Nausea Twenty-six percent of the participants experienced nausea.2 Nausea can be managed through nonpharmaceutical interventions such as eating a bland diet, avoiding fried or greasy foods, and eating smaller meals.4 Pharmaceutical interventions such as antiemetics may be necessary. If grade 3 or 4 nausea and vomiting occur and cannot improve despite the use of antiemetics and other interventions, sotorasib should be held until symptoms improve to grade 1 or better, then resumed at a lower dose.2

Fatigue Twenty-six percent of trial participants experienced fatigue.2 Interventions to help manage fatigue include light exercise and activity as tolerated, and grouping tasks or activities together or spreading them throughout the day to manage energy levels.4 Other interventions include educating patients on good sleep and wake cycles can be helpful as well.

Cough The patient should monitor their cough patterns, and report to the oncology team their frequency and severity. Pharmacological interventions for cough, such as antitussives, may be required.4

Serious Adverse Effects

Two serious adverse effects were reported with the use of sotorasib: hepatotoxicity and interstitial lung disease (ILD).2

Hepatotoxicity Twenty-five percent of trial participants experienced liver dysfunction, resulting in elevated hepatic transaminases, elevated bilirubin, and drug-induced hepatitis. Liver function tests should be performed before starting sotorasib and every 3 weeks for the first 3 months, then once a month. Liver function tests should include AST, ALT, and bilirubin levels.2 Patients should be instructed to report signs or symptoms of liver dysfunction such as abdominal pain, jaundice, dark urine, or itching to their oncology team.4 Sotorasib should be held if a patient develops grade 2, 3, or 4 hepatotoxicity until the symptoms resolve to a grade 1 or better, and then resumed at a lower dose.2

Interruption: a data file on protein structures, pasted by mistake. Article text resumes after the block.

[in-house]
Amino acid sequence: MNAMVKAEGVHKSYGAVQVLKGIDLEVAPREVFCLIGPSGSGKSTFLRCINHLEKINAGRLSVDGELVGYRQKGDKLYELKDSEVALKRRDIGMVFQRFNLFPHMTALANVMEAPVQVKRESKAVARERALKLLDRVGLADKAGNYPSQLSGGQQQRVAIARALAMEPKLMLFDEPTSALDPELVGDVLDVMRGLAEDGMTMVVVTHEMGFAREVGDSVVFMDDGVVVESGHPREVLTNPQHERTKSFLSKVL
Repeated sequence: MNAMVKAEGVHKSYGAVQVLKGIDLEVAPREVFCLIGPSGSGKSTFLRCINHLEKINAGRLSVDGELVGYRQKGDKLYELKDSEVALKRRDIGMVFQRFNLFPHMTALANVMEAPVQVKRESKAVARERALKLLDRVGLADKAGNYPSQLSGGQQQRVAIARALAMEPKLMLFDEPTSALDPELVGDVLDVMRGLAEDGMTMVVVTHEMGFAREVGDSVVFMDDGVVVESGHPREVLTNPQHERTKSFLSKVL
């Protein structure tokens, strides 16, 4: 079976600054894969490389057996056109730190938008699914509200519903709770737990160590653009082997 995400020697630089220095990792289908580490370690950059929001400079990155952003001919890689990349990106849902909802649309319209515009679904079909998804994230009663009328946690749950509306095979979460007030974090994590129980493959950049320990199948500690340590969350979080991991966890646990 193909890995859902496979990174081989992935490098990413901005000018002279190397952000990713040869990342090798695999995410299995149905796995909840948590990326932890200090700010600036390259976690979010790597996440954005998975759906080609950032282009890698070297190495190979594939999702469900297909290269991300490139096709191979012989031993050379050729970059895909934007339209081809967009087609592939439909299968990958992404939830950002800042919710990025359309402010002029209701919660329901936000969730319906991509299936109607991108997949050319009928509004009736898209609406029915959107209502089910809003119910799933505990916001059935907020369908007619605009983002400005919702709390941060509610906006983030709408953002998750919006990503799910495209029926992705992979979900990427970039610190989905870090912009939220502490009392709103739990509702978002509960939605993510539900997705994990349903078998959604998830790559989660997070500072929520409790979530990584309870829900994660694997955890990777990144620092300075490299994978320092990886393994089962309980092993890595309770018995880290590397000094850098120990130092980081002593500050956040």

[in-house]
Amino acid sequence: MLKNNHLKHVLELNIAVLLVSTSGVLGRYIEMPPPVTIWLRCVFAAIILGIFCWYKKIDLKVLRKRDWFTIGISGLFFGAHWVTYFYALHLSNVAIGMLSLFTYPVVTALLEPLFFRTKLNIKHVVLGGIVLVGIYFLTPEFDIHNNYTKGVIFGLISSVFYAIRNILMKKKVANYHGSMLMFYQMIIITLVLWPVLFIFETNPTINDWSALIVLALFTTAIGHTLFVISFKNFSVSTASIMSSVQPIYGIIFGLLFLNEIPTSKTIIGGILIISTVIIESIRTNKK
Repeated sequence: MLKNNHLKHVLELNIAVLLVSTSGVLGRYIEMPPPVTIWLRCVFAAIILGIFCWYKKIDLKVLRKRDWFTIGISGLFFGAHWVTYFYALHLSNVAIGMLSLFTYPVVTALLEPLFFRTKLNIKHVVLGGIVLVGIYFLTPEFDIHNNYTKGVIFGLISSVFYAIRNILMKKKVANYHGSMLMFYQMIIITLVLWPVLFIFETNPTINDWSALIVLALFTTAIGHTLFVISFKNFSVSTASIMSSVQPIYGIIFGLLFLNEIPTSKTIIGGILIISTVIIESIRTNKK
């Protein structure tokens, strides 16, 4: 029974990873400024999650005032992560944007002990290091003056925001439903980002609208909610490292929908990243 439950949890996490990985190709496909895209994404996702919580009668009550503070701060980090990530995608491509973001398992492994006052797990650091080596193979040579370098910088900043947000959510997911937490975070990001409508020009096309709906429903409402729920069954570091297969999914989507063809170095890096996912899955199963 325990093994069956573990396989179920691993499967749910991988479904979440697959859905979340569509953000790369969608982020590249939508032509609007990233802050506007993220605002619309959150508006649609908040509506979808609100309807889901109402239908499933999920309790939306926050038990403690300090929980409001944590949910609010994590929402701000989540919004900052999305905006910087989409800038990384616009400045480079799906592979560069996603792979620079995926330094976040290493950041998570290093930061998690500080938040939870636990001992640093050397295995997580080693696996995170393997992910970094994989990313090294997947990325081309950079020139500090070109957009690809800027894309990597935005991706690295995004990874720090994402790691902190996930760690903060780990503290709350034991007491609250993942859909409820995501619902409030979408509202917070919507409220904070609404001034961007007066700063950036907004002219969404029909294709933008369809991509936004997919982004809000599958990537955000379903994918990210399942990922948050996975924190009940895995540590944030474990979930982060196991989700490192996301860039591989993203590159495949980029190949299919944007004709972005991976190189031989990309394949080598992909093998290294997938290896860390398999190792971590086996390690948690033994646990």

Interstitial lung disease Although ILD was rare, several trial participants developed the condition. Patients should be evaluated regularly for respiratory symptoms such as shortness of breath, cough, and fever, and should be encouraged to quickly report these symptoms to their healthcare team. If ILD is suspected, sotorasib should be held while the patient undergoes work-up for their symptoms.

Sotorasib was granted an Accelerated Approval. As part of this program, further study is required to verify and describe anticipated clinical benefits. Research is ongoing to determine if a lower dose of sotorasib will provide the same clinical benefit.1


  1. US Food and Drug Administration. FDA approves first targeted therapy for lung cancer mutation previously considered resistant to drug therapy [news release]. US Food & Drug Administration website. Posted May 28, 2021. Accessed July 22, 2021. https://www.fda.gov/news-events/press-announcements/fda-approves-first-targeted-therapy-lung-cancer-mutation-previously-considered-resistant-drug
  2. Lumakras™ [prescribing information]. Thousand Oaks, CA: Amgen; May 2021. Accessed July 22, 2021. https://www.pi.amgen.com/~/media/amgen/repositorysites/pi-amgen-com/lumakras/lumakras_pi_hcp_english.ashx
  3. Amgen. Adverse reactions. Thousand Oaks, CA: Amgen; May 2021. Accessed July 22, 2021. https://www.lumakrashcp.com/sotorasib-safety
  4. Amgen. Your guide to Lumakras (sotorasib) 120 mg tablets. Thousand Oaks, CA: Amgen; May 2021. Accessed July 22, 2021. https://www.lumakrashcp.com/-/media/Themes/Amgen/Lumakrashcp-com/Lumakrashcp-com/pdf/LumakrasDigitalBrochure.pdf

This article originally appeared on Oncology Nurse Advisor